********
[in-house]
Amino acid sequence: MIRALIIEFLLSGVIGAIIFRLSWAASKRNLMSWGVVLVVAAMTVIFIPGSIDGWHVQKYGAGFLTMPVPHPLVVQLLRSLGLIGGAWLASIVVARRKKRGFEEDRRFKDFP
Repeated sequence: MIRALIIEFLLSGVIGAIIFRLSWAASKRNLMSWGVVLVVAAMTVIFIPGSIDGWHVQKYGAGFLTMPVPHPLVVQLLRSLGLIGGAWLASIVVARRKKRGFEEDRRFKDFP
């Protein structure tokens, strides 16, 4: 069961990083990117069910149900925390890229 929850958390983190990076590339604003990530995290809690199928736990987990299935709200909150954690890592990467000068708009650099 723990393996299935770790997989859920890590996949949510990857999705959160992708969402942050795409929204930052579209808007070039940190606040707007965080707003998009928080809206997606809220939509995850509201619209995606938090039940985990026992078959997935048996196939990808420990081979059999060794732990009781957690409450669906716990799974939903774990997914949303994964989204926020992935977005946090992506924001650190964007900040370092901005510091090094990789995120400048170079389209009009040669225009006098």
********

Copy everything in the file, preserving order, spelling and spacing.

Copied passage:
[in-house]
Amino acid sequence: MIRALIIEFLLSGVIGAIIFRLSWAASKRNLMSWGVVLVVAAMTVIFIPGSIDGWHVQKYGAGFLTMPVPHPLVVQLLRSLGLIGGAWLASIVVARRKKRGFEEDRRFKDFP
Repeated sequence: MIRALIIEFLLSGVIGAIIFRLSWAASKRNLMSWGVVLVVAAMTVIFIPGSIDGWHVQKYGAGFLTMPVPHPLVVQLLRSLGLIGGAWLASIVVARRKKRGFEEDRRFKDFP
């Protein structure tokens, strides 16, 4: 069961990083990117069910149900925390890229 929850958390983190990076590339604003990530995290809690199928736990987990299935709200909150954690890592990467000068708009650099 723990393996299935770790997989859920890590996949949510990857999705959160992708969402942050795409929204930052579209808007070039940190606040707007965080707003998009928080809206997606809220939509995850509201619209995606938090039940985990026992078959997935048996196939990808420990081979059999060794732990009781957690409450669906716990799974939903774990997914949303994964989204926020992935977005946090992506924001650190964007900040370092901005510091090094990789995120400048170079389209009009040669225009006098």